July 2nd, 2014
When you think of the great centers of American economic growth, the Great Plains states don’t necessarily jump to mind. It might be time to change that thought process, though. Look out Wall Street, here comes North Dakota.
GDP Doubled in 11 Years
Over the last 11 years, North Dakota’s Gross Domestic Product (GDP) has more than doubled. The 2013 total of $49.8 billion is still quite low compared to most states, but when put into the context of North Dakota’s tiny population (just over 700,000 residents) the number is impressive. North Dakota now has the second largest state economy per capita, and the massive expansion still isn’t showing signs of slowing down. The state ranked first again in growth in 2013.
The cause and effect can all be traced back to that most American of natural resources, oil. As new technology, mainly controversial fracking techniques, has made huge reserves of oil available to drilling, new jobs and remarkable profits have flown into the state’s coffers. The rising tide of an oil boom has proved beneficial to other industries, as restaurants, hotels, landlords, gas stations and other retail establishments all rapidly expand to meet the unforeseen growth in demand.
June 24th, 2014
A recent study by finance site MoneyRates.com analyzed average salaries, employment rates, cost of living figures and workplace conditions in order to determine which U.S. states are the best to live and work in. Their findings include plenty of regional variation, as well as a big gap between the best performers and the worst.
June 19th, 2014
Starting with a large dip in early 2008, the U.S. economy lost over 8 million jobs through the next two years. Four years after that low point, however, the job market is starting to look healthy again, with a new jobs peak and unemployment down to just 6.3 percent after a high point of closer to 10.
June 17th, 2014
For many college graduates, commencement is not only a time to reflect on all of their hard work over the past four years, but also a reminder that reality is waiting on the other side of the stage. In addition to the threat of a weak job market where 44 percent of recent graduates work in positions that don’t require a college degree, this reality includes the burden of student loans.
June 12th, 2014
In the eyes of many economists, the housing and mortgage crisis of the late 2000s is in our national past. According to a recent survey by the John D. and Catherine T. MacArthur Foundation, however, a large majority of Americans don’t feel the same.
November 15th, 2011
As if the economy hadn’t beaten us down enough. A new report from the Pew Center shows adults younger than 35 have a lot less money than their parents did at the same age. Specifically, in 1984, an adult aged 35 and younger, had an average net worth of $11,521. Nowadays? An adult that age has an average net worth of $3,662.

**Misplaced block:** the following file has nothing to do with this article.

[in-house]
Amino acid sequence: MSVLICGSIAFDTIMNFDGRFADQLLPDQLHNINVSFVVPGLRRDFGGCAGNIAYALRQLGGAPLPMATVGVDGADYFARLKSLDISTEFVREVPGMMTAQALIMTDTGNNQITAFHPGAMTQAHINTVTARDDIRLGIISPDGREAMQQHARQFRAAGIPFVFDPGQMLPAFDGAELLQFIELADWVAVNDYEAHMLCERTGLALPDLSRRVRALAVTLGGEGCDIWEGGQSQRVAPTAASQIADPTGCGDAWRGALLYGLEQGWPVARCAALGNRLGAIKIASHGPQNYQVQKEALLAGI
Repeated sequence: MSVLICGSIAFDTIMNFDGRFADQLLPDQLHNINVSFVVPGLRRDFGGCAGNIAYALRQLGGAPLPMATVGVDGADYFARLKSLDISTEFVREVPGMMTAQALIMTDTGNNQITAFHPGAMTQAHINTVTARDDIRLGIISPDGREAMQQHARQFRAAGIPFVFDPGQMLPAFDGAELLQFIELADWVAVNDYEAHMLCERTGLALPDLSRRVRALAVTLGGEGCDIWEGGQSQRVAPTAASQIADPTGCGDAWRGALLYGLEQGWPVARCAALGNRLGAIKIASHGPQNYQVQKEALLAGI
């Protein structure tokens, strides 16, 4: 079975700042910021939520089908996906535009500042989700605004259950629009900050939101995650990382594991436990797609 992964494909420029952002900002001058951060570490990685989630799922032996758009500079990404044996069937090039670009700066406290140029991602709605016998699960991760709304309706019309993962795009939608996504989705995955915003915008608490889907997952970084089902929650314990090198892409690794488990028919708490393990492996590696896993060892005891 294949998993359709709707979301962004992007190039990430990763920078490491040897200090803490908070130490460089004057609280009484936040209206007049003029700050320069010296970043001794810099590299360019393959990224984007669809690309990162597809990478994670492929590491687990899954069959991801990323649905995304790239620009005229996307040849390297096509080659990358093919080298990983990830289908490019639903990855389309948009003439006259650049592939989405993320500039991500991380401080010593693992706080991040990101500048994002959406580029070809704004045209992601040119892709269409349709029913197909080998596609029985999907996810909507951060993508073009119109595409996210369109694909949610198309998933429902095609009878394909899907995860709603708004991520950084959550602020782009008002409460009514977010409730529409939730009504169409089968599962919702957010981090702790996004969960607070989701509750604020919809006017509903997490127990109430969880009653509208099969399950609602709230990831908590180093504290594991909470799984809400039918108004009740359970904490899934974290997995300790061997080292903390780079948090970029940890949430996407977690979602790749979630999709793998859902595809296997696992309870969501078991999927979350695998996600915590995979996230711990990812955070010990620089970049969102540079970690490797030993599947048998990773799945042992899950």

November 4th, 2011
Wells Fargo, Bank of America and Chase announced that they’ll be dropping plans to charge customers a monthly fee for using their debit cards. This comes after a month of consumers protesting the fees and threatening to leave big banks with movements like "Bank Transfer Day," Occupy Wall Street movement and other local demonstrations.
November 1st, 2011
Hey, let’s have a quick catch-up quiz to see how you’re feeling about the economy: How do you feel about current business conditions? What about in the next six months? How do you think employment is doing? Do you think it’ll get easier or harder to find a job in the next six months? How do you think your family’s income will change in the next six months?
October 27th, 2011
It’s not even Halloween yet and the mania around holiday shopping has already begun. The latest ploy to send holiday shoppers into a spending frenzy? The reemergence of the layaway plan. In response to customer demand and the current state of the economy, Walmart has decided to join other major retailers like Sears, Best Buy and Toys “R” Us in bringing back the old-fashioned layaway program commonly used in department stores for years.
October 13th, 2011
Occupy Wall Street has received a lot of media attention due in large part to the protests and arrests occurring in New York and other major cities. Many consider the conversation around the dissatisfaction of banks to be a constructive idea, yet despite their growing following, Occupy Wall Street has yet to put any plans into motion to change the system.That all changed this past week when an event called “Bank Transfer Day” emerged on Facebook encouraging people to switch from their current bank to a credit union by Nov. 5. While the event’s creator is not directly tied to Occupy Wall Street, many of its followers have shown support for the event, and it could mark the turning point for the movement.